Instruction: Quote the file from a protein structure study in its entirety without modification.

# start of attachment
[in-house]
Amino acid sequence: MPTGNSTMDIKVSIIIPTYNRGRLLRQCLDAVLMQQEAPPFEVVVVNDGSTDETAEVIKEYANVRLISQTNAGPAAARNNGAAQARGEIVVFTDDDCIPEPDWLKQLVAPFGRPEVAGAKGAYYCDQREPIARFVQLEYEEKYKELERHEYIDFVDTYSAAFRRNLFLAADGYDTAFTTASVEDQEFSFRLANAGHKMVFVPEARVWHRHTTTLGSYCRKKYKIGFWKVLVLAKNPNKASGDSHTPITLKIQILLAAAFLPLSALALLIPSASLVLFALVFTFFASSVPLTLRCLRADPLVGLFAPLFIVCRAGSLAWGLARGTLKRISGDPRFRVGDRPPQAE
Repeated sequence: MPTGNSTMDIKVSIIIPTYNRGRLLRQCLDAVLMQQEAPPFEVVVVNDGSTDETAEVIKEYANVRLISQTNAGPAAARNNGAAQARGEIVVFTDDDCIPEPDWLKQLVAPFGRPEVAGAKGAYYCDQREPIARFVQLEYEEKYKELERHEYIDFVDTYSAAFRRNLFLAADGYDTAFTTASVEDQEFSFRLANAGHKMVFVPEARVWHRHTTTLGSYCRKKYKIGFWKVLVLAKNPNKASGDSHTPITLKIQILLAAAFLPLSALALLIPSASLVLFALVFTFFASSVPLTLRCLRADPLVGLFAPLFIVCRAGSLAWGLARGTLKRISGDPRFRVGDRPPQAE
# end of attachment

[in-house]
Amino acid sequence: MPTGNSTMDIKVSIIIPTYNRGRLLRQCLDAVLMQQEAPPFEVVVVNDGSTDETAEVIKEYANVRLISQTNAGPAAARNNGAAQARGEIVVFTDDDCIPEPDWLKQLVAPFGRPEVAGAKGAYYCDQREPIARFVQLEYEEKYKELERHEYIDFVDTYSAAFRRNLFLAADGYDTAFTTASVEDQEFSFRLANAGHKMVFVPEARVWHRHTTTLGSYCRKKYKIGFWKVLVLAKNPNKASGDSHTPITLKIQILLAAAFLPLSALALLIPSASLVLFALVFTFFASSVPLTLRCLRADPLVGLFAPLFIVCRAGSLAWGLARGTLKRISGDPRFRVGDRPPQAE
Repeated sequence: MPTGNSTMDIKVSIIIPTYNRGRLLRQCLDAVLMQQEAPPFEVVVVNDGSTDETAEVIKEYANVRLISQTNAGPAAARNNGAAQARGEIVVFTDDDCIPEPDWLKQLVAPFGRPEVAGAKGAYYCDQREPIARFVQLEYEEKYKELERHEYIDFVDTYSAAFRRNLFLAADGYDTAFTTASVEDQEFSFRLANAGHKMVFVPEARVWHRHTTTLGSYCRKKYKIGFWKVLVLAKNPNKASGDSHTPITLKIQILLAAAFLPLSALALLIPSASLVLFALVFTFFASSVPLTLRCLRADPLVGLFAPLFIVCRAGSLAWGLARGTLKRISGDPRFRVGDRPPQAE